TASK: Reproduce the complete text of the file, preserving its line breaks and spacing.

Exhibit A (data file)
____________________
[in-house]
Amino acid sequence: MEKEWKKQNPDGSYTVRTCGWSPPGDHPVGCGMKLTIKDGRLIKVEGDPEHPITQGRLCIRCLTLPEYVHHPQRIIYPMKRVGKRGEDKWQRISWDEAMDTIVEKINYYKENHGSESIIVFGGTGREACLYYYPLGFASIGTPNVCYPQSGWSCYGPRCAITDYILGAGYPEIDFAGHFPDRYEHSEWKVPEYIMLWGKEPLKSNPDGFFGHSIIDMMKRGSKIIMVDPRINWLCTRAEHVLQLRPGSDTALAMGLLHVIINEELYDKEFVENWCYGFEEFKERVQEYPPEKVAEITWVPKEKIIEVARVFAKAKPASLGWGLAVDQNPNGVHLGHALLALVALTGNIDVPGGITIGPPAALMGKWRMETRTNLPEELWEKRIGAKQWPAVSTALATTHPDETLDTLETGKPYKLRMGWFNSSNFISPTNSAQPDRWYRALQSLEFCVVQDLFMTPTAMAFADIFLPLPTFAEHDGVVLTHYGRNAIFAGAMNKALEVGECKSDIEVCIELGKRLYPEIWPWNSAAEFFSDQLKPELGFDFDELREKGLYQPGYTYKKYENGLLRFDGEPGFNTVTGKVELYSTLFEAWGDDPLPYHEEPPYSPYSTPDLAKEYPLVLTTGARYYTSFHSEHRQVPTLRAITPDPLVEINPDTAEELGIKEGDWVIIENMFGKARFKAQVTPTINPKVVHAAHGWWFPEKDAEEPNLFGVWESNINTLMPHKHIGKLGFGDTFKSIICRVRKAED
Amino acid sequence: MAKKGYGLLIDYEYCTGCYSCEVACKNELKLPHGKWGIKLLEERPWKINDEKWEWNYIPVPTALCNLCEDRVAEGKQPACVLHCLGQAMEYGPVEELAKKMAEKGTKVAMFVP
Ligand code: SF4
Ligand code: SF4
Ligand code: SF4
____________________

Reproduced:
[in-house]
Amino acid sequence: MEKEWKKQNPDGSYTVRTCGWSPPGDHPVGCGMKLTIKDGRLIKVEGDPEHPITQGRLCIRCLTLPEYVHHPQRIIYPMKRVGKRGEDKWQRISWDEAMDTIVEKINYYKENHGSESIIVFGGTGREACLYYYPLGFASIGTPNVCYPQSGWSCYGPRCAITDYILGAGYPEIDFAGHFPDRYEHSEWKVPEYIMLWGKEPLKSNPDGFFGHSIIDMMKRGSKIIMVDPRINWLCTRAEHVLQLRPGSDTALAMGLLHVIINEELYDKEFVENWCYGFEEFKERVQEYPPEKVAEITWVPKEKIIEVARVFAKAKPASLGWGLAVDQNPNGVHLGHALLALVALTGNIDVPGGITIGPPAALMGKWRMETRTNLPEELWEKRIGAKQWPAVSTALATTHPDETLDTLETGKPYKLRMGWFNSSNFISPTNSAQPDRWYRALQSLEFCVVQDLFMTPTAMAFADIFLPLPTFAEHDGVVLTHYGRNAIFAGAMNKALEVGECKSDIEVCIELGKRLYPEIWPWNSAAEFFSDQLKPELGFDFDELREKGLYQPGYTYKKYENGLLRFDGEPGFNTVTGKVELYSTLFEAWGDDPLPYHEEPPYSPYSTPDLAKEYPLVLTTGARYYTSFHSEHRQVPTLRAITPDPLVEINPDTAEELGIKEGDWVIIENMFGKARFKAQVTPTINPKVVHAAHGWWFPEKDAEEPNLFGVWESNINTLMPHKHIGKLGFGDTFKSIICRVRKAED
Amino acid sequence: MAKKGYGLLIDYEYCTGCYSCEVACKNELKLPHGKWGIKLLEERPWKINDEKWEWNYIPVPTALCNLCEDRVAEGKQPACVLHCLGQAMEYGPVEELAKKMAEKGTKVAMFVP
Ligand code: SF4
Ligand code: SF4
Ligand code: SF4